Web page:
If I had to guess about what college this guy is from, I would guess Carnegie Mellon University. Back when I was there, people had sort of an obsession with finding "free food." They bragged about it they way students at some other colleges would brag about getting drunk or about getting laid. I never quite understood this obsession, since food and drinks are easy to come by "on your own." But I see that the author spends a few paragraphs, and even has entries in a chart, describing the relative culinary merits of all three companies. Apparently Google is on top in this category.

Offering free food and drink is one of those soft benefits that a company can offer. These kinds of benefits are often cheaper than a straight pay raise, and more effective at raising morale.

It's interesting to note that Google has a culture of secrecy. "Everything at Google was confidential and there were always cameras watching," the author comments. This corroborates with what I've heard from other interns. How ironic that Google, a company whose stated mission is to "organize the world's information and make it universally accessible and useful," is quite resistant to making information about its own internal projects and policies accessible to the outside world. The computer industry is tough, though, and certain companies have used industrial espionage in the past. So perhaps it is just prudence on Google's part.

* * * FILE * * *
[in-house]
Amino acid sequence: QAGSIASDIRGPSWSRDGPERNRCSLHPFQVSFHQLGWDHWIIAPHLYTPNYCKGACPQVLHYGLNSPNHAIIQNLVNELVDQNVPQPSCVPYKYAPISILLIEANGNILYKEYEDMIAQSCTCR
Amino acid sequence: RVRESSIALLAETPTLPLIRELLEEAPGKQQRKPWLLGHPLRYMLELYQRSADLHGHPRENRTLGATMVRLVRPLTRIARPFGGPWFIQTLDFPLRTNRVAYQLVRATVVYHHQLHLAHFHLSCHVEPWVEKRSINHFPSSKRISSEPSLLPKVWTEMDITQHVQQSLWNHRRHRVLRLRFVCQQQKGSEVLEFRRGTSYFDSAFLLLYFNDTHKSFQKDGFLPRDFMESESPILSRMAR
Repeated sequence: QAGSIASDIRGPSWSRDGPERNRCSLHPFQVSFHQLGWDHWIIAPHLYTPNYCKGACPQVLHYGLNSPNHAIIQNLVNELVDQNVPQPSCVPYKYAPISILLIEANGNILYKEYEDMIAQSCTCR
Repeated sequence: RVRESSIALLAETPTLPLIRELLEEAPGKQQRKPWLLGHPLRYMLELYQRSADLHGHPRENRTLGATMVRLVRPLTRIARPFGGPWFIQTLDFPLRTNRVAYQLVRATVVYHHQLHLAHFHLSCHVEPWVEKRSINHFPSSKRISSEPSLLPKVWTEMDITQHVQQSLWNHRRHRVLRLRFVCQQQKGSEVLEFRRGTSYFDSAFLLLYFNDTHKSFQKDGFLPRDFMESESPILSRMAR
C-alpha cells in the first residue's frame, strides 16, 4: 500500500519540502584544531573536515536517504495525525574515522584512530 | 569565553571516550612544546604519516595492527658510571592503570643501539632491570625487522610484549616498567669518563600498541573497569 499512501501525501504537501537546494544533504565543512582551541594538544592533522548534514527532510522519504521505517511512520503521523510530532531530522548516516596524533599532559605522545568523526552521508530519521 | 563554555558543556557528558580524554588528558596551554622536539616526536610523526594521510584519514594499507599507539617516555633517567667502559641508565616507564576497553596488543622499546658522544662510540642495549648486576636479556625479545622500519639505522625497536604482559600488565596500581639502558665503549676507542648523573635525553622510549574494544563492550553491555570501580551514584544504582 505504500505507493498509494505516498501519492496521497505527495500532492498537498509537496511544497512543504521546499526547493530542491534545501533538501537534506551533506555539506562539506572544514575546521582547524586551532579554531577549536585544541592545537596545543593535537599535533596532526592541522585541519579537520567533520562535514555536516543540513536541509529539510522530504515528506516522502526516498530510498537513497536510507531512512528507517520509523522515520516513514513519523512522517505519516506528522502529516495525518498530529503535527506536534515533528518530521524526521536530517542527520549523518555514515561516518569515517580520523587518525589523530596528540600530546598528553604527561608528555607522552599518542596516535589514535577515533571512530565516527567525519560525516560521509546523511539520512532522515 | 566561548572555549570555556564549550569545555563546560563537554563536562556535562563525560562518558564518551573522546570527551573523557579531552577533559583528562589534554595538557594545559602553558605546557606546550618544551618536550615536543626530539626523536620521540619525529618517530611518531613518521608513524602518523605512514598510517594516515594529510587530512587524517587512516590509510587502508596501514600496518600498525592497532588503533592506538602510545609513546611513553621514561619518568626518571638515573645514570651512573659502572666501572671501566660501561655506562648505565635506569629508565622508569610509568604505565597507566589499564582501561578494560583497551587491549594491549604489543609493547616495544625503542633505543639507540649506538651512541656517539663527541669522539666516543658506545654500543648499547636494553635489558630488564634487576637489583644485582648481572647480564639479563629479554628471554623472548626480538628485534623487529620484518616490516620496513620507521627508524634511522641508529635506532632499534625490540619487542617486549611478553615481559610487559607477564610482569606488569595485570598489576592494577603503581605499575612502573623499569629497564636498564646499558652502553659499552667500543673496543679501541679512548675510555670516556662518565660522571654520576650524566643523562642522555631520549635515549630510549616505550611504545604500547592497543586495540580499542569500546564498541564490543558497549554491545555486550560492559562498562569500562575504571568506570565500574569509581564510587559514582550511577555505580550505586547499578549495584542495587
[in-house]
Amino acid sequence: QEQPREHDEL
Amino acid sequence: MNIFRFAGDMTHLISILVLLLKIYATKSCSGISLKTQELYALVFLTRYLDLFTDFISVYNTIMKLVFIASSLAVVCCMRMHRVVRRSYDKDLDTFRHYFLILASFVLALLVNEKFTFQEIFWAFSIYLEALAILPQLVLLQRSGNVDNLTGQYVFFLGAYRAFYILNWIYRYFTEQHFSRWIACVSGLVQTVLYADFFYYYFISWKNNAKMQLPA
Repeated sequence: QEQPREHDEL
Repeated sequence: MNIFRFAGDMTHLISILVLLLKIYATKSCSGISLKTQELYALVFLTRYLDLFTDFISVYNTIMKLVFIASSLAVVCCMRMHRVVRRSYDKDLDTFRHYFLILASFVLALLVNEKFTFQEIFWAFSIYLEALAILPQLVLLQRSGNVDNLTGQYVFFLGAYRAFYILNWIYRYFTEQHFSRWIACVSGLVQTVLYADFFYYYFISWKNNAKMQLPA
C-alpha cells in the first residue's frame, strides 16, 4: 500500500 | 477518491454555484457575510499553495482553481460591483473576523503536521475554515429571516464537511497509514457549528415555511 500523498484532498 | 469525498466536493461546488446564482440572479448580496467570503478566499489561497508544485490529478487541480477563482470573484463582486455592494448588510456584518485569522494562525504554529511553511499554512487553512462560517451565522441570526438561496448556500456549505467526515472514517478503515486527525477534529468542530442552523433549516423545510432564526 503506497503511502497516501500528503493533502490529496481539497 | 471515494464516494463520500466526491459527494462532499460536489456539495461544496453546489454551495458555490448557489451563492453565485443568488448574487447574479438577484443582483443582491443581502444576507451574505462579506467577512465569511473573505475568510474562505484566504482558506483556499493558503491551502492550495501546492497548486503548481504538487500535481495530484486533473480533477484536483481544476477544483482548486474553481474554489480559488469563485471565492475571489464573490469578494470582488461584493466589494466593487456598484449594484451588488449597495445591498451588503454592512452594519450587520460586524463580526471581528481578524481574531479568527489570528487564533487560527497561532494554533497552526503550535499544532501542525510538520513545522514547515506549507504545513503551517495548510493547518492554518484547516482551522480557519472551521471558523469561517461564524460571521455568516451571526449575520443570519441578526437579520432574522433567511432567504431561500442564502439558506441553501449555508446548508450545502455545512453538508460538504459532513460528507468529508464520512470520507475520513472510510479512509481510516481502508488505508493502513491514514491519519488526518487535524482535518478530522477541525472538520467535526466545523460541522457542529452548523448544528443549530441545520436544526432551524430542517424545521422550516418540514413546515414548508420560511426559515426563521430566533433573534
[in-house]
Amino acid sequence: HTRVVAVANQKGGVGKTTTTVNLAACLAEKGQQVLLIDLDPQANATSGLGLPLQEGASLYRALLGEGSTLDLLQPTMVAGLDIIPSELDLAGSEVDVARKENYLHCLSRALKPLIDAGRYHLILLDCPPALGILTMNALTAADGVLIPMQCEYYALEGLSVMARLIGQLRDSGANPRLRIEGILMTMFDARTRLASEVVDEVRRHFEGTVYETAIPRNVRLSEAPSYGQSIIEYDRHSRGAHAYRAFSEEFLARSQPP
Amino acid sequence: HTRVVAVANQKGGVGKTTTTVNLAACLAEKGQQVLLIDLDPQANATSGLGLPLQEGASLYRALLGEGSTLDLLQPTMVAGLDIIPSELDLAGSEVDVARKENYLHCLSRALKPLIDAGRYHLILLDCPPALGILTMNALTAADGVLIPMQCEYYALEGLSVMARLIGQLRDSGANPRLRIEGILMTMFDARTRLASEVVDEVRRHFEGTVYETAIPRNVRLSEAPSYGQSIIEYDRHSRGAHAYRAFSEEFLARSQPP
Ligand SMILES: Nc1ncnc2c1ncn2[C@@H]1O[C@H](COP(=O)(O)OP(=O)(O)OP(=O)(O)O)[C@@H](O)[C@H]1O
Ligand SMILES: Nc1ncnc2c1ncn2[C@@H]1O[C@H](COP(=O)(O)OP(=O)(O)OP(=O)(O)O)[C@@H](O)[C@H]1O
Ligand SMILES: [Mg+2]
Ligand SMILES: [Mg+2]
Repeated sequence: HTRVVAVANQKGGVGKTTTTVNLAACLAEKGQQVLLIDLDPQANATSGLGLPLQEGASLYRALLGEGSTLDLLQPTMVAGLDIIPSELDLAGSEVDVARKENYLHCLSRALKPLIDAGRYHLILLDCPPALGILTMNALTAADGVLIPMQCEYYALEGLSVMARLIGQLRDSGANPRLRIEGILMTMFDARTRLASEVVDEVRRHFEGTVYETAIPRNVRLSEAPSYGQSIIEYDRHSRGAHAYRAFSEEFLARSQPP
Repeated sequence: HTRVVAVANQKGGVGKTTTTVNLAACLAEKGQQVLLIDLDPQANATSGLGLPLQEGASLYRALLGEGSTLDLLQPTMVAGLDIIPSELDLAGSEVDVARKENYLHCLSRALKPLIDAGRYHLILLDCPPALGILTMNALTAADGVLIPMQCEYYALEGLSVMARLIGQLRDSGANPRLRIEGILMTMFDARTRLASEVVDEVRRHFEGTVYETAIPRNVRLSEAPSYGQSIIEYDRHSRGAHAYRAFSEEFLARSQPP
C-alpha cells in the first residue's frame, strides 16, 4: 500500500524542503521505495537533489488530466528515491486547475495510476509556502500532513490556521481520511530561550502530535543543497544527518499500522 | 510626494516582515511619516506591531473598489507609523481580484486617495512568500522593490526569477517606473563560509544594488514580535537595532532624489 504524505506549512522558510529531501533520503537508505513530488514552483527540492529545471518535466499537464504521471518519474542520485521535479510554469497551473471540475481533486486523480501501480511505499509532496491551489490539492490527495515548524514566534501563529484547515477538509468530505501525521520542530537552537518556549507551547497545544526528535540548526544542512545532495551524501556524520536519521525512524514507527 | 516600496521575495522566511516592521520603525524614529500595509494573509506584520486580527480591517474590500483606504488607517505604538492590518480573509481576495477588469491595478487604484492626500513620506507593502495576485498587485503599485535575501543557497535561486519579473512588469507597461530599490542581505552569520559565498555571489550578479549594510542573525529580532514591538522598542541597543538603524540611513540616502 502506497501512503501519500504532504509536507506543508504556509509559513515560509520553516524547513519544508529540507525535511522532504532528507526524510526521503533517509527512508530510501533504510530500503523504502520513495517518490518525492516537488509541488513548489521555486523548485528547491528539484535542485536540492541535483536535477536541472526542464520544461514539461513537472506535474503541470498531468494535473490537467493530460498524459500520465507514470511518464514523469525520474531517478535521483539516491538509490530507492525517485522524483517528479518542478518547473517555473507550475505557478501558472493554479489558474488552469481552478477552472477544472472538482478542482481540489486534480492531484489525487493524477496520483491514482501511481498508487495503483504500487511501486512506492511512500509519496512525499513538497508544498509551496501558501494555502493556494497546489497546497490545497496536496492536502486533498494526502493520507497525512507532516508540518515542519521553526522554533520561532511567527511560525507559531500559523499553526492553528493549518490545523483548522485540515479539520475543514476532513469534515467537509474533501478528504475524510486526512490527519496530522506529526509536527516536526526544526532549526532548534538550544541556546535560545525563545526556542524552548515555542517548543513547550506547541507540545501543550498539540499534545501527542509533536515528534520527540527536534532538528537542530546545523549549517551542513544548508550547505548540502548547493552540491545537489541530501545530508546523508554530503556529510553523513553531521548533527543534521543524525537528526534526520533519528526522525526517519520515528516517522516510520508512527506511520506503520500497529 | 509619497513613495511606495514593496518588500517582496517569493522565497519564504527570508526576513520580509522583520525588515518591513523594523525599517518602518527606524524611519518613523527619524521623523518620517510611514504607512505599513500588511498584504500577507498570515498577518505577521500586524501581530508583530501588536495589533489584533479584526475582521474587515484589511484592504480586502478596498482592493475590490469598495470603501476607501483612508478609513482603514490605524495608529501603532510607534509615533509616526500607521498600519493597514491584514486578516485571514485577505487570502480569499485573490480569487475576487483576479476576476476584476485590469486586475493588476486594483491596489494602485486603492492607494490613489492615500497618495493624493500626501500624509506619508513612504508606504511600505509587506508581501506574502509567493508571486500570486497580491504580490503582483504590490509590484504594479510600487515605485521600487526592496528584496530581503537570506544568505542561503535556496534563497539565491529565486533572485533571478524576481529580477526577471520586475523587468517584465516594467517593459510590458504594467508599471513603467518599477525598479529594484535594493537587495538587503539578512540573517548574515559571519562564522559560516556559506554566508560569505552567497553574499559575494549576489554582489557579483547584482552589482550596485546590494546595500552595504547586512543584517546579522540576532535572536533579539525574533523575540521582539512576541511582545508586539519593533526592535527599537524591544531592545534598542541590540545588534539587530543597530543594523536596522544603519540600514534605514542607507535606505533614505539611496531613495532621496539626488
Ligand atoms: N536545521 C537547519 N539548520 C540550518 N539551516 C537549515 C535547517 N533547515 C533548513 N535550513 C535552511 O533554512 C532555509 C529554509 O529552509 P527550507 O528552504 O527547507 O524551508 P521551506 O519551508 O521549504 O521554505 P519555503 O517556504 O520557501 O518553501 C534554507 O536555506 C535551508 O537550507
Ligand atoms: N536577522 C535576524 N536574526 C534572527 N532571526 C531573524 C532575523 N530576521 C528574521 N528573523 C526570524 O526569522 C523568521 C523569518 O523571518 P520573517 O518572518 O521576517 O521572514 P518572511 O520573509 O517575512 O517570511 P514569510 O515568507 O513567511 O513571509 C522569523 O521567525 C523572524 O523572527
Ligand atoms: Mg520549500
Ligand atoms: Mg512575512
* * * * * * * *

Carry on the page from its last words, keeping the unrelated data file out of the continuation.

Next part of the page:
Still, I fear the security department of a company dedicated to indexing and processing information. They will have recourse to image processing applications for cameras; they can examine email with distributed text processing heuristics which can be run on the company's computer clusters. Surveillance is the Siamese twin of information processing-- they were joined at birth, and always will be.